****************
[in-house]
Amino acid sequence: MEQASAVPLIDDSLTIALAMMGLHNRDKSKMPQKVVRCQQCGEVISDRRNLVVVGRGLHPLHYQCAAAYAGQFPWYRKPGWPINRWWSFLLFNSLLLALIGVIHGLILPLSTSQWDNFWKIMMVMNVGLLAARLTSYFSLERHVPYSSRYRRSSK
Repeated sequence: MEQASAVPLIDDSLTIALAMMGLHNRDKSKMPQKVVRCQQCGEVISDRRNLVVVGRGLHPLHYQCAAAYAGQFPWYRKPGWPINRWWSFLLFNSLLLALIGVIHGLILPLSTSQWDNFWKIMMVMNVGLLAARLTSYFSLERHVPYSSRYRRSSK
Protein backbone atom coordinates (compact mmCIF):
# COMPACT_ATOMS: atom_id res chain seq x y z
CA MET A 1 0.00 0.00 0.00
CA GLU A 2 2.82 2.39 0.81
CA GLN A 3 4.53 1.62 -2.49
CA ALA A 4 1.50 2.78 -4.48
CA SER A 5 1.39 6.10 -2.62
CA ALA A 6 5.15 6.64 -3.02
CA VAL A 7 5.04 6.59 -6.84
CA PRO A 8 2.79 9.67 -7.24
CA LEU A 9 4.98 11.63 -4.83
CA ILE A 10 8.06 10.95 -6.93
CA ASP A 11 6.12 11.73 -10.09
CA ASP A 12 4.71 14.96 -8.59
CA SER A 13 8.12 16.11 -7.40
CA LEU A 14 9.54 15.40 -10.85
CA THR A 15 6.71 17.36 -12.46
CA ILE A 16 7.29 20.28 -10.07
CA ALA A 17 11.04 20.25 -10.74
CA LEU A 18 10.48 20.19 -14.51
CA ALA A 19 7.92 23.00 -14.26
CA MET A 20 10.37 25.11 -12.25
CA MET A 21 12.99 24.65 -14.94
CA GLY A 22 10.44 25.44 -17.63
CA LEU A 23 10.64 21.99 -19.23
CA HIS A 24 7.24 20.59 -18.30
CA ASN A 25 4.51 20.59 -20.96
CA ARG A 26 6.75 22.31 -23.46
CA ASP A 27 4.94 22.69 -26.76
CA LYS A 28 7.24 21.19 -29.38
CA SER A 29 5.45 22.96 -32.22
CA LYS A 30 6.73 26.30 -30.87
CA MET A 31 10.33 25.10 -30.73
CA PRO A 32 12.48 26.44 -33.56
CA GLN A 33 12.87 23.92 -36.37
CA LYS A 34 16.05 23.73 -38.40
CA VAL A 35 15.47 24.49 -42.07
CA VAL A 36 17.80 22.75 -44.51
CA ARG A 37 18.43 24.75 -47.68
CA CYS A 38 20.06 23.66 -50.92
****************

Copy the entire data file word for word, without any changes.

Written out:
[in-house]
Amino acid sequence: MEQASAVPLIDDSLTIALAMMGLHNRDKSKMPQKVVRCQQCGEVISDRRNLVVVGRGLHPLHYQCAAAYAGQFPWYRKPGWPINRWWSFLLFNSLLLALIGVIHGLILPLSTSQWDNFWKIMMVMNVGLLAARLTSYFSLERHVPYSSRYRRSSK
Repeated sequence: MEQASAVPLIDDSLTIALAMMGLHNRDKSKMPQKVVRCQQCGEVISDRRNLVVVGRGLHPLHYQCAAAYAGQFPWYRKPGWPINRWWSFLLFNSLLLALIGVIHGLILPLSTSQWDNFWKIMMVMNVGLLAARLTSYFSLERHVPYSSRYRRSSK
Protein backbone atom coordinates (compact mmCIF):
# COMPACT_ATOMS: atom_id res chain seq x y z
CA MET A 1 0.00 0.00 0.00
CA GLU A 2 2.82 2.39 0.81
CA GLN A 3 4.53 1.62 -2.49
CA ALA A 4 1.50 2.78 -4.48
CA SER A 5 1.39 6.10 -2.62
CA ALA A 6 5.15 6.64 -3.02
CA VAL A 7 5.04 6.59 -6.84
CA PRO A 8 2.79 9.67 -7.24
CA LEU A 9 4.98 11.63 -4.83
CA ILE A 10 8.06 10.95 -6.93
CA ASP A 11 6.12 11.73 -10.09
CA ASP A 12 4.71 14.96 -8.59
CA SER A 13 8.12 16.11 -7.40
CA LEU A 14 9.54 15.40 -10.85
CA THR A 15 6.71 17.36 -12.46
CA ILE A 16 7.29 20.28 -10.07
CA ALA A 17 11.04 20.25 -10.74
CA LEU A 18 10.48 20.19 -14.51
CA ALA A 19 7.92 23.00 -14.26
CA MET A 20 10.37 25.11 -12.25
CA MET A 21 12.99 24.65 -14.94
CA GLY A 22 10.44 25.44 -17.63
CA LEU A 23 10.64 21.99 -19.23
CA HIS A 24 7.24 20.59 -18.30
CA ASN A 25 4.51 20.59 -20.96
CA ARG A 26 6.75 22.31 -23.46
CA ASP A 27 4.94 22.69 -26.76
CA LYS A 28 7.24 21.19 -29.38
CA SER A 29 5.45 22.96 -32.22
CA LYS A 30 6.73 26.30 -30.87
CA MET A 31 10.33 25.10 -30.73
CA PRO A 32 12.48 26.44 -33.56
CA GLN A 33 12.87 23.92 -36.37
CA LYS A 34 16.05 23.73 -38.40
CA VAL A 35 15.47 24.49 -42.07
CA VAL A 36 17.80 22.75 -44.51
CA ARG A 37 18.43 24.75 -47.68
CA CYS A 38 20.06 23.66 -50.92